The Intelligible Constitution

The Intelligible Constitution : The Supreme Court's Obligation to Maintain the Constitution as Something We the People Can Understand

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In Webster v. Reproductive Health Services, a critical abortion rights case, a bitterly divided Supreme Court produced no less than six different opinions. Writing for the plurality, Chief Justice Rehnquist attacked the trimester framework established in Roe v. Wade because it was "not found in the text of the Constitution or in any place else one would expect to find a constitutional principle." This approach, writes legal authority Joseph Goldstein, confuses constitutional principles (in this case, the right to privacy) with the means to protect them (here, the trimester system). As a result, the Court left the public bewildered about the constitutional scope of a woman's right to reproductive choice--failing in its duty to speak clearly to the American public about the Constitution. In The Intelligible Constitution, Goldstein makes a compelling argument that, in a democracy based upon informed consent, the Supreme Court has an obligation to communicate clearly and candidly to We the People when it interprets the Constitution. After a fascinating discussion of the language of the Constitution and Supreme Court opinions (including the analysis of Webster), he presents a series of opinion studies in important cases, focusing not on ideology but on the Justices' clarity of thought and expression. Using the two Brown v. Board of Education cases, Cooper v. Aaron, Regents of the University of California v. Bakke, and others as his examples, Goldstein demonstrates the pitfalls to which the Court has succumbed in the past: Writing deliberately ambiguous decisions to win the votes of colleagues, challenging each others' opinions in private but not in public, and not speaking honestly when thewriter knows a concurring Justice misunderstands the opinion which he or she is supporting. Even some landmark decisions, he writes, have featured seriously flawed opinions--preventing We the People from understanding why the Justices reasoned as they did, and why they disagreedshow more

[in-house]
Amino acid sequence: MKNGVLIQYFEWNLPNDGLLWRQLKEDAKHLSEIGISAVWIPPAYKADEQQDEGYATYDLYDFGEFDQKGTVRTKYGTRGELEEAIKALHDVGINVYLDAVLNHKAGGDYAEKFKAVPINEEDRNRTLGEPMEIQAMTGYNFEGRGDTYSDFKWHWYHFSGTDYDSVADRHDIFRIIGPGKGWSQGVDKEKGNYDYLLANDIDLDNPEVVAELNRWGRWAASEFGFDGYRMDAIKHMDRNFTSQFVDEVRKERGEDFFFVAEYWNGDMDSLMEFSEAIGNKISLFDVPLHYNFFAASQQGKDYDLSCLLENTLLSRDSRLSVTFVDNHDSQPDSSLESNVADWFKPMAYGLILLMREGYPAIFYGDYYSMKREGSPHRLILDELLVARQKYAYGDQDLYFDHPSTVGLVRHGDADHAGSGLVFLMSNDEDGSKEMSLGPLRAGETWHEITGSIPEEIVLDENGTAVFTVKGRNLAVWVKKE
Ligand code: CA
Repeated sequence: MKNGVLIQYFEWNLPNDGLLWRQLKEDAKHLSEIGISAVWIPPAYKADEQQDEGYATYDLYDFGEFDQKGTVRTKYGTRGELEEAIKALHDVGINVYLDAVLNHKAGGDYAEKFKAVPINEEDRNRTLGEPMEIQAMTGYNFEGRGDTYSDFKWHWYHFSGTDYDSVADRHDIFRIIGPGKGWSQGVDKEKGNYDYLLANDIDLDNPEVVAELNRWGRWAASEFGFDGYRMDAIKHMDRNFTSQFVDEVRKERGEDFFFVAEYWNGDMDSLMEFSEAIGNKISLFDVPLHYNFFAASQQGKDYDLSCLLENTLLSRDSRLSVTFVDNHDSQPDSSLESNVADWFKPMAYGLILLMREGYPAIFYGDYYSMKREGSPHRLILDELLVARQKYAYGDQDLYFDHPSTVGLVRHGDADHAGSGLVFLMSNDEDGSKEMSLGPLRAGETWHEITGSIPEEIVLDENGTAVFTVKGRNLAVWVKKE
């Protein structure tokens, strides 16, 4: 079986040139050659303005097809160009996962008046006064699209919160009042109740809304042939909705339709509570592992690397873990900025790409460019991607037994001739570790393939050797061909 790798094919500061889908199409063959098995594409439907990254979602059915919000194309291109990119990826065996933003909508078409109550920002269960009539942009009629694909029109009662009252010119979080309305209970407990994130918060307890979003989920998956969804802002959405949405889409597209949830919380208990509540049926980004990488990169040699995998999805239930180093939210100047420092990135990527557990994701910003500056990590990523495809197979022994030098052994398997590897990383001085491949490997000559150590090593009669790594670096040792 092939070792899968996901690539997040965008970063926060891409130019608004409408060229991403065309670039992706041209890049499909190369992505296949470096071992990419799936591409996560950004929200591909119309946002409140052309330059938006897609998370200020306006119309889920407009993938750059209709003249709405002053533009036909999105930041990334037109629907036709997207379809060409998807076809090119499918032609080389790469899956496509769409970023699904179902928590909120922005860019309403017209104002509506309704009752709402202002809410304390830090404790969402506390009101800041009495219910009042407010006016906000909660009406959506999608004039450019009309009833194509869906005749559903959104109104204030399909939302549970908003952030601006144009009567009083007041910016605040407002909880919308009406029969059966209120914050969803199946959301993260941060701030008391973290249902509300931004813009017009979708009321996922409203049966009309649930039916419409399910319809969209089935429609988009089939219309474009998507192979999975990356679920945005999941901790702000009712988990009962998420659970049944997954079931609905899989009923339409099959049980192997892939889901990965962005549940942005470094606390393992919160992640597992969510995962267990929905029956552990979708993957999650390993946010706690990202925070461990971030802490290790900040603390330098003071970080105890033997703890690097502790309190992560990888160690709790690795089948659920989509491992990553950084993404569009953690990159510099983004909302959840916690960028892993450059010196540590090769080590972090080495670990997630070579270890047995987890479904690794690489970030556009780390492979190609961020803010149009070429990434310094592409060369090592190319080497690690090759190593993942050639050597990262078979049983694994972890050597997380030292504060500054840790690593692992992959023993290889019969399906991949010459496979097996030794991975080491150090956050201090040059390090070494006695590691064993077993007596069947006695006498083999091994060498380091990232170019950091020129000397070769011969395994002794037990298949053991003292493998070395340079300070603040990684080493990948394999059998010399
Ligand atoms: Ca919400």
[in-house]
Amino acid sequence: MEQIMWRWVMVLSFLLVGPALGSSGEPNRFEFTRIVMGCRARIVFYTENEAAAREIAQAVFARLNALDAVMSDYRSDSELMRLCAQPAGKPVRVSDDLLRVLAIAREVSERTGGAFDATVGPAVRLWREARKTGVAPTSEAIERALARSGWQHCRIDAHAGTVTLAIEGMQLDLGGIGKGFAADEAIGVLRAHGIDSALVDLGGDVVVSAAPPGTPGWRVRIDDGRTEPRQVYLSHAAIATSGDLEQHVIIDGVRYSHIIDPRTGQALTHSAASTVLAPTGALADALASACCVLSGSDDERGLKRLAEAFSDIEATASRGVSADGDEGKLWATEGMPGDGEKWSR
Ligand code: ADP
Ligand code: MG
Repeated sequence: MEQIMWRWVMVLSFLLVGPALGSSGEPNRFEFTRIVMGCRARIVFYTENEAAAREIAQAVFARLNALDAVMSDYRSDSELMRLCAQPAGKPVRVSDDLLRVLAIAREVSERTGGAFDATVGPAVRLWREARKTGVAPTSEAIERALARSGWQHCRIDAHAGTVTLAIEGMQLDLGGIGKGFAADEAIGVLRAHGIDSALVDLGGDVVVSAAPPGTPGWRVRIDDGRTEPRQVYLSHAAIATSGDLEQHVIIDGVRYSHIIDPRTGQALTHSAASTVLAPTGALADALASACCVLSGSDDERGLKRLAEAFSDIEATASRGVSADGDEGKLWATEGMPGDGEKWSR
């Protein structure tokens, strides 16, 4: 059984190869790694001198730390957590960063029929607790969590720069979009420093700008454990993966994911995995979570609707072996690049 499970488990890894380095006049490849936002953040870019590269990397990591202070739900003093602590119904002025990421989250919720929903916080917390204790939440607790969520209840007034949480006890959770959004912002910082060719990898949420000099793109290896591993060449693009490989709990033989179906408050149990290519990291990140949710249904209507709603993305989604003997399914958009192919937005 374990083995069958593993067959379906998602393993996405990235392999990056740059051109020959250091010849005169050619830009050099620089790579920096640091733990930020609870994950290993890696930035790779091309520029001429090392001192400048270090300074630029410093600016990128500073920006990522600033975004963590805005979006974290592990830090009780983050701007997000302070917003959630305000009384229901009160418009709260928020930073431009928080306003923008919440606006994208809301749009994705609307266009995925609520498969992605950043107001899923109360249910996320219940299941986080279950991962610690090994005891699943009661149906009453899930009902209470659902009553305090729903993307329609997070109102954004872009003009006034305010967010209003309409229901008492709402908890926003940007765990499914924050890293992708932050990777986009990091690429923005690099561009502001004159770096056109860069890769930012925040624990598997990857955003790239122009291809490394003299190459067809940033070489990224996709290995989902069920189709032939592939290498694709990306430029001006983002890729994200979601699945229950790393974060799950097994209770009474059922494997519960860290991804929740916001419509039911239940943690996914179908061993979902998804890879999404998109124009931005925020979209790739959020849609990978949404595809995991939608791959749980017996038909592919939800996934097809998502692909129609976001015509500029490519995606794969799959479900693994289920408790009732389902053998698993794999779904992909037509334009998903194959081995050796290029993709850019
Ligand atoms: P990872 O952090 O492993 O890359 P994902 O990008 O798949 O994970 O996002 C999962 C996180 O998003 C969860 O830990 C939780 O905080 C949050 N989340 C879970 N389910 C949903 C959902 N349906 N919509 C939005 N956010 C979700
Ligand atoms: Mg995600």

Product details

  • Paperback | 224 pages
  • 138.9 x 207.5 x 11.7mm | 253.8g
  • Oxford University Press Inc
  • New York, United States
  • English
  • Reprint
  • 0195093755
  • 9780195093759

About Joseph Goldstein

Joseph Goldstein is Sterling Professor of Law at Yale University Law School, and is the author and coauthor of a number of books on the law, including The Government of a British Trade Union, Beyond the Best Interests of the Child, and Criminal Law, Theory, and more

Review quote

`I responded most favourably to the fresh air one breathes while reading the manuscript...In addition to constitutional law scholars, I think that it would appeal to those law schools who study jurisprudence, and also those whose interests are in law and humanities more generally. Outside of law schools, political scientists are a possible audience, but I think that those who study 'communications' or 'rhetoric' would be even more interested. Last of all, I think this book might well be read by that mythical beast, the common reader.' Robert Nagel, University of Coloradoshow more

Back cover copy

Both a fascinating look at how the Court shapes its opinions and a clarion call to action, this book contributes to our understanding of how to maintain the Constitution as a living document, by and by for the people, in its third more

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